PTSD in Focus
Lorenzo E. Aranda
University of Phoenix
In understanding an individual’s treatment plan, as it pertains to a group counseling atmosphere, you must first realize that it is a multifaceted process. This process ensures the appropriateness and effectiveness of group counseling in the client’s treatment. And, as the individual’s progress may shift, the applicability of a group counseling plan may shift as well.
In order to illustrate the process a hypothetical client, Joe, will be used. He is a soldier with the U.S. Army and was recently deployed to Afghanistan for 12 months. During his deployment he and his unit were exposed to direct and indirect fire by enemy forces. On one such occasion a fellow soldier, and close friend, was killed by an improvised explosive device 20ft from his location during a routine patrol.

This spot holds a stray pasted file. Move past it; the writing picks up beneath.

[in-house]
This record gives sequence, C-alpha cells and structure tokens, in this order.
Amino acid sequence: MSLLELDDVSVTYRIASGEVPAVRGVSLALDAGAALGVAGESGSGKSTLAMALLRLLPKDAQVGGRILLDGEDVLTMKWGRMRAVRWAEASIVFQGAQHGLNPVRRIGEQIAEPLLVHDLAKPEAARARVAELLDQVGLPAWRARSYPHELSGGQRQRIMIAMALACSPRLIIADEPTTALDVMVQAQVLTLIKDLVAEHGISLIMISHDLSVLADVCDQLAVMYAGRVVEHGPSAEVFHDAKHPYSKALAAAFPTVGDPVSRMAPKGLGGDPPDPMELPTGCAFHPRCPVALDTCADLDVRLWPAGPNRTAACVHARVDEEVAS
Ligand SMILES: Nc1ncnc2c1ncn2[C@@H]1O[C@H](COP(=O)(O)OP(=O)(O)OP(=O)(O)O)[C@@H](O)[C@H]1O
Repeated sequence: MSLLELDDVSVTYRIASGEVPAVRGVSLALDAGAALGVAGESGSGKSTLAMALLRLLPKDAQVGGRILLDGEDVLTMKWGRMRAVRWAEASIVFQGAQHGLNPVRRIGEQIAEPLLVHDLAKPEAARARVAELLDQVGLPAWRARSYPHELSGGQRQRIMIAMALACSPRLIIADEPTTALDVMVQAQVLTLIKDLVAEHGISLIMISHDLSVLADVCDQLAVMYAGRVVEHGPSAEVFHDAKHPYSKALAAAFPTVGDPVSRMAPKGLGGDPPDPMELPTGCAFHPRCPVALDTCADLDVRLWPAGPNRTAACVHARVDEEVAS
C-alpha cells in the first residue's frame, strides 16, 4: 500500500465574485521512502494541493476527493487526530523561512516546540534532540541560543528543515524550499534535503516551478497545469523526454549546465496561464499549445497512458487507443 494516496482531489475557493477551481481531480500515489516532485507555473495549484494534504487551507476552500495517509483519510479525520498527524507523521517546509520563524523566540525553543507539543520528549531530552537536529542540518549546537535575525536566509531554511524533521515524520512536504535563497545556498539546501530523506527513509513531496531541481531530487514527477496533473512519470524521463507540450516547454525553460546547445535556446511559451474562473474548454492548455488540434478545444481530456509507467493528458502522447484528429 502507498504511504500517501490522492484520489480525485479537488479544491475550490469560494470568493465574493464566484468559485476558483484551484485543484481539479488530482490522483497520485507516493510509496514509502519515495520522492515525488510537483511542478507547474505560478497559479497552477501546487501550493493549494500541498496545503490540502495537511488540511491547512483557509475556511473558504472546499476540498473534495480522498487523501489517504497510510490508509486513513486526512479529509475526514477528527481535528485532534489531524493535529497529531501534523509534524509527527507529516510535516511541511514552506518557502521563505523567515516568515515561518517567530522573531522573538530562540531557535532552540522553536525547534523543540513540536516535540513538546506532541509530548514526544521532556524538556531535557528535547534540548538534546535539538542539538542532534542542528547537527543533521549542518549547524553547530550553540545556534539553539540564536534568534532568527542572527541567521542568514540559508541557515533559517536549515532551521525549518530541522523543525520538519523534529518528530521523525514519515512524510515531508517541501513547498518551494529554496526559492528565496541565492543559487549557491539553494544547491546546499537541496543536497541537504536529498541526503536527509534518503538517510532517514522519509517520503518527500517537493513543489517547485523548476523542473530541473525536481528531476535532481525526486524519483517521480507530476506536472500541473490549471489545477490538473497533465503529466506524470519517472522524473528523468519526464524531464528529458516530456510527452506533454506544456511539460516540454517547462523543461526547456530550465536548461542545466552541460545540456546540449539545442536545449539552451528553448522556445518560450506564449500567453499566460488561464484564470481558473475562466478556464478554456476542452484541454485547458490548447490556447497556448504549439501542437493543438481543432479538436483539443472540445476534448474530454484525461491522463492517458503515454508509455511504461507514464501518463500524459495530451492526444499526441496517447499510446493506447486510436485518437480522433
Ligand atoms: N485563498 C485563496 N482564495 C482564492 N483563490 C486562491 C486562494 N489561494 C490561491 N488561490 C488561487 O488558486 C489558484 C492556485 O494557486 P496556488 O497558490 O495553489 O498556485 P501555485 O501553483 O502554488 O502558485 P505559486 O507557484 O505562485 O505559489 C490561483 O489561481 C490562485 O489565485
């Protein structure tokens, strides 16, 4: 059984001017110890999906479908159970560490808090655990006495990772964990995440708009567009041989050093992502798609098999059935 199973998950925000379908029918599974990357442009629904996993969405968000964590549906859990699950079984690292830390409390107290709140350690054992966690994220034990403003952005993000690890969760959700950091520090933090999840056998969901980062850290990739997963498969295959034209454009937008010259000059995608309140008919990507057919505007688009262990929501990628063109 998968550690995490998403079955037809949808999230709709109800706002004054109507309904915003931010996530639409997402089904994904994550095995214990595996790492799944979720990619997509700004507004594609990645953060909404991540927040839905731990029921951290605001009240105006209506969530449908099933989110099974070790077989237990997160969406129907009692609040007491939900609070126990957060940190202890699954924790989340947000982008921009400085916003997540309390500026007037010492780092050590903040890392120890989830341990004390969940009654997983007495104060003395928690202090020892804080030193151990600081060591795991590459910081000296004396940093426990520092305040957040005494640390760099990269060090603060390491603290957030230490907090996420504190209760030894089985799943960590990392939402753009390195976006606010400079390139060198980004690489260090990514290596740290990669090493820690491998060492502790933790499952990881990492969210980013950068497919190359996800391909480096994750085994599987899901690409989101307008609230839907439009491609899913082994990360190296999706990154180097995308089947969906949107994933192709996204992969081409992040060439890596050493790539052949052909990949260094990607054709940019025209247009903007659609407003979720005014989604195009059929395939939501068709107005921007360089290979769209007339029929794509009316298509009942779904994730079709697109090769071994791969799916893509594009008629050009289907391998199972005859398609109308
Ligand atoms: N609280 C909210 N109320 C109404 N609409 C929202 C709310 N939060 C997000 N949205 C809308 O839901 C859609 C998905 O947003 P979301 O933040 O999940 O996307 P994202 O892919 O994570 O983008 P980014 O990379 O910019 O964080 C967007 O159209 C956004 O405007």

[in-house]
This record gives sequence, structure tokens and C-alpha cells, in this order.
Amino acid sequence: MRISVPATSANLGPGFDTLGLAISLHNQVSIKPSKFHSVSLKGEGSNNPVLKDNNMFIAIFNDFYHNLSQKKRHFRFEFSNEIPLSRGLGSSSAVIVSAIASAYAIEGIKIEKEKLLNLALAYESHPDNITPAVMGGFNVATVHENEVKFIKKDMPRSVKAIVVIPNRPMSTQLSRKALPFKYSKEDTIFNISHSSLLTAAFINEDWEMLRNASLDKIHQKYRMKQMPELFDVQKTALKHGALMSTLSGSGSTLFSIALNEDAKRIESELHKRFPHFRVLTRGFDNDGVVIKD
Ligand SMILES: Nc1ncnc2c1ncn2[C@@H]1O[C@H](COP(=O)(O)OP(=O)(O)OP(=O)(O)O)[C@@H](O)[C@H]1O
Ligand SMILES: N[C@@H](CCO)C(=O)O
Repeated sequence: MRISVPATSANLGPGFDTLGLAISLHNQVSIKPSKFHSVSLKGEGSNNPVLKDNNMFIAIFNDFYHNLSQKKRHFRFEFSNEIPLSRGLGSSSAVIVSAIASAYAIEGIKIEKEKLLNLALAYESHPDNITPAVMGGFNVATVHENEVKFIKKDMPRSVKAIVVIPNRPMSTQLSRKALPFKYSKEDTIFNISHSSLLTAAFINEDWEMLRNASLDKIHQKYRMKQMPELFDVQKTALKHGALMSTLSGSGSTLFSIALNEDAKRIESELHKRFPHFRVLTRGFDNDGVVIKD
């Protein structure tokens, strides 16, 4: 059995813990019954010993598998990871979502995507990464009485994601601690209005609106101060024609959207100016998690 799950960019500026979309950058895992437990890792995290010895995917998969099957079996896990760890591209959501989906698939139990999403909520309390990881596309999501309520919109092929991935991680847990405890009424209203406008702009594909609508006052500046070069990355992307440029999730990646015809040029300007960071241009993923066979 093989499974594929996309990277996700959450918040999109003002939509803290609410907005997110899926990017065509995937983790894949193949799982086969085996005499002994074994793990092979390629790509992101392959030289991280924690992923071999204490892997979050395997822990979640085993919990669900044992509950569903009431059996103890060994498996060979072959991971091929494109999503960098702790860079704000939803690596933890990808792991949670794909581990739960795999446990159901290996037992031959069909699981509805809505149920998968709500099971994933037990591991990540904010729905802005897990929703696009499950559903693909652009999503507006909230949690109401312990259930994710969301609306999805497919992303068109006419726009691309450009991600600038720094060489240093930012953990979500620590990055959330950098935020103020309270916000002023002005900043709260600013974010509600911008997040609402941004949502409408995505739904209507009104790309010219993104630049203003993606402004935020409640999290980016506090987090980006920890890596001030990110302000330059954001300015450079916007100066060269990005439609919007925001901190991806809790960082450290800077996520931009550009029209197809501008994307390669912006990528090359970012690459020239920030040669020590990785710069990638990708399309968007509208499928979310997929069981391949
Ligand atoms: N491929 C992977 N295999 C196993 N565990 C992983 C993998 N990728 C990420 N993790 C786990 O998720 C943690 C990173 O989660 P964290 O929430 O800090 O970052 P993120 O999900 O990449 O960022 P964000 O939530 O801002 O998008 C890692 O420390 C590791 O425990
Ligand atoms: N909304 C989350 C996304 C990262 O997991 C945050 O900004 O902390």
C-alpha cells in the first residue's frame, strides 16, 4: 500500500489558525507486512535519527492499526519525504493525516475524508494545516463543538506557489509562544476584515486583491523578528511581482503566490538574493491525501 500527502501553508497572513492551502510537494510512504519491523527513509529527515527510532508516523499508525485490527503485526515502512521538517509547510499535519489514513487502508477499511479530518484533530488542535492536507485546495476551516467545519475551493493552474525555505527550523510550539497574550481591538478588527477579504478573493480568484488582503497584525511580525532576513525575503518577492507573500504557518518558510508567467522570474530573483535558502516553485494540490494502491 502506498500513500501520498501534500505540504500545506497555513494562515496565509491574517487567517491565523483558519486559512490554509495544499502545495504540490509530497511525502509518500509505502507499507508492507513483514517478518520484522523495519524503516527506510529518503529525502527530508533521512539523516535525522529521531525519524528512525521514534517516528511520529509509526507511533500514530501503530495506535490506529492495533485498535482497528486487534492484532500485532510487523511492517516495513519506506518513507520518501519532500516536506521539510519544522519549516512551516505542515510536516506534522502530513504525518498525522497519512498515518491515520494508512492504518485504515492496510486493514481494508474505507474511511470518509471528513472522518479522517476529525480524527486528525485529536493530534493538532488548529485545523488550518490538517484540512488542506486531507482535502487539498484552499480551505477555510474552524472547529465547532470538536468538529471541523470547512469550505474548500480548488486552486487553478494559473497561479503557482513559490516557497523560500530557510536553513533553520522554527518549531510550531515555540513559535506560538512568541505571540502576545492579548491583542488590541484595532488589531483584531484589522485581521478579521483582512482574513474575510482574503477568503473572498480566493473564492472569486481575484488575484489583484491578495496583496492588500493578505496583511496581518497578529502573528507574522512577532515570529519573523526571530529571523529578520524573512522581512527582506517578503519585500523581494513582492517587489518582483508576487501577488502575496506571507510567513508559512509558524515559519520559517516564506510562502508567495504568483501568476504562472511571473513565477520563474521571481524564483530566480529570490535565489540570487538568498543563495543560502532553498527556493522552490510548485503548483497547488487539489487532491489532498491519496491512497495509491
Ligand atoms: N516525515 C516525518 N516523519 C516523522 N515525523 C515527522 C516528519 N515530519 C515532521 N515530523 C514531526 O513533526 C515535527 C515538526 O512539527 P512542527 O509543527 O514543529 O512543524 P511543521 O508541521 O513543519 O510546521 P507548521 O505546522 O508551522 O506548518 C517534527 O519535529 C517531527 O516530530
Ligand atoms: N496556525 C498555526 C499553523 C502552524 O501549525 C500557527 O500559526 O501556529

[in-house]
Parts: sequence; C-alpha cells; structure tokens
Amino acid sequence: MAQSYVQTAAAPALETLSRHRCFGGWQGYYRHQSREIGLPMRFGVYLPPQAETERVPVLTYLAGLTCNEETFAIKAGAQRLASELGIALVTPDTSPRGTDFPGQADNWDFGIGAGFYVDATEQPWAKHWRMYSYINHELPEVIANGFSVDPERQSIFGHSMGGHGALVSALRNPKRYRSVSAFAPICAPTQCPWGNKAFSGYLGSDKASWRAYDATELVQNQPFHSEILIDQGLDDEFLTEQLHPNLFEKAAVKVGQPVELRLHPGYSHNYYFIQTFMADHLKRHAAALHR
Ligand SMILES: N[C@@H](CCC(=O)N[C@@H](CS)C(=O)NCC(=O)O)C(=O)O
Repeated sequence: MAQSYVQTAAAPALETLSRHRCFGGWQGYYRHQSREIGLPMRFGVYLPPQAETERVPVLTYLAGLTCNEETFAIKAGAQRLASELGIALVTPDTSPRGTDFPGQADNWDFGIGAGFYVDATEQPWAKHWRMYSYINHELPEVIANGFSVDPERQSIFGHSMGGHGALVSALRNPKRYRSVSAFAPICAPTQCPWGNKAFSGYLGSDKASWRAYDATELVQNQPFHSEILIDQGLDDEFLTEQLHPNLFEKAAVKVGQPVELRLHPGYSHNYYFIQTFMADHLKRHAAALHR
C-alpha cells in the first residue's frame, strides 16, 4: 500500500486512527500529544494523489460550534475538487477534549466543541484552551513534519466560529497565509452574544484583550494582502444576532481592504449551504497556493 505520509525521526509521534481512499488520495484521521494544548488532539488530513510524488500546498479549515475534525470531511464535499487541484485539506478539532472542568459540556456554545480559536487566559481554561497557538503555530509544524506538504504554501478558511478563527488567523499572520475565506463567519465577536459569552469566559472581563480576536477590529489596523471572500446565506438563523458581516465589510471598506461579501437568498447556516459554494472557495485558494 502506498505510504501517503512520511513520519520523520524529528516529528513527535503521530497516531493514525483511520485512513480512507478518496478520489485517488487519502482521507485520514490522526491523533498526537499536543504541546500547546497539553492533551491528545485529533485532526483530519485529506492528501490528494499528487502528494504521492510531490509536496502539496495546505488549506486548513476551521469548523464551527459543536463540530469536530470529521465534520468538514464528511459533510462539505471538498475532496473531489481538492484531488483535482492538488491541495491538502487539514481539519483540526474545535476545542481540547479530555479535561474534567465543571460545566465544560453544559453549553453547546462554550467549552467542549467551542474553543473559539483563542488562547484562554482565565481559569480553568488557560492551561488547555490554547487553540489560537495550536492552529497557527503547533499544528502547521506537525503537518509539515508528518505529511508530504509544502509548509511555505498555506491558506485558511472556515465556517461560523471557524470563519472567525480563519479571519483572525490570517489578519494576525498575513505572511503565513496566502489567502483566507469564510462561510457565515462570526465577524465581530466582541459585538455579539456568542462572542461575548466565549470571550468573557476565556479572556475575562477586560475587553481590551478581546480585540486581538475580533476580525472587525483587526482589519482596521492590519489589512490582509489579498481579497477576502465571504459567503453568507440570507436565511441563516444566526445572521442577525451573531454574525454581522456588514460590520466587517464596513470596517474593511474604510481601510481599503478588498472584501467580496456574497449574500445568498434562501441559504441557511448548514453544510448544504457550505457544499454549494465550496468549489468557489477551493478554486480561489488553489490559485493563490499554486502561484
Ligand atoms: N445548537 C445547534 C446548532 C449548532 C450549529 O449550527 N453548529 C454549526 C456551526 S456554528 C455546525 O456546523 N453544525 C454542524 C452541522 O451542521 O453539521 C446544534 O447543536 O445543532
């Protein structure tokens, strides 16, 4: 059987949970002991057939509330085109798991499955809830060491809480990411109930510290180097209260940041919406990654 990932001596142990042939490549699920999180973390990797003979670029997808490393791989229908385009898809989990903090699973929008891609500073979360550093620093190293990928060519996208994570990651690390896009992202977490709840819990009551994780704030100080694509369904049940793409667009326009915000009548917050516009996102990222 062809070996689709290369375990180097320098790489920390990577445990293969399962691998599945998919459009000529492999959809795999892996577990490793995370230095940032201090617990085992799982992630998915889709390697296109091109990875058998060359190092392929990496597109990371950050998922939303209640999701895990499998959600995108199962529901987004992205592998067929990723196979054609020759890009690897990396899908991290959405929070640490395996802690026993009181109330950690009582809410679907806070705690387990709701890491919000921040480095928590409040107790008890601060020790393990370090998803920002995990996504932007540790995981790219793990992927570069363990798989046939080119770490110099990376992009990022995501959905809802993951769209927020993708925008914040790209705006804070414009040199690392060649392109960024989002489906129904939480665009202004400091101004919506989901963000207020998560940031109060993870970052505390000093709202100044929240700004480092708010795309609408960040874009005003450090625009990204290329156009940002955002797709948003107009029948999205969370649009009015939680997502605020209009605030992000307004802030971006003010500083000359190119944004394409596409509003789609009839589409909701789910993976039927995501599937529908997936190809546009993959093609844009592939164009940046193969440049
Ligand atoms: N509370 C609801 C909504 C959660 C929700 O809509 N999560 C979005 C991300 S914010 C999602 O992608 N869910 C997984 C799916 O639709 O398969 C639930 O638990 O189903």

Upon his return to the states three months later Joe underwent a debriefing and post-deployment program. This program included a standardized psychological screening. This screening has been modified in recent years in an effort to mitigate the overwhelming increase in cases of PTSD and soldier suicides (Shalev, Rogel, Ursano). After a brief series of questions it was determined that he showed some indications of Post Traumatic Stress Disorder.
Joe was then referred to a Behavioral Health Specialist for an official evaluation and verification of the initial assessment. Diagnosing PTSD in an office visit can be challenging. The diagnosis is frequently missed because patients do not typically volunteer information about the traumatic event or the stereotypic PTSD symptoms. Careful attention must be paid to subtle cues in words used in responses and body language in order to probe for symptoms.
Through self-report it was revealed that he had been exposed to a traumatic event in which he experienced and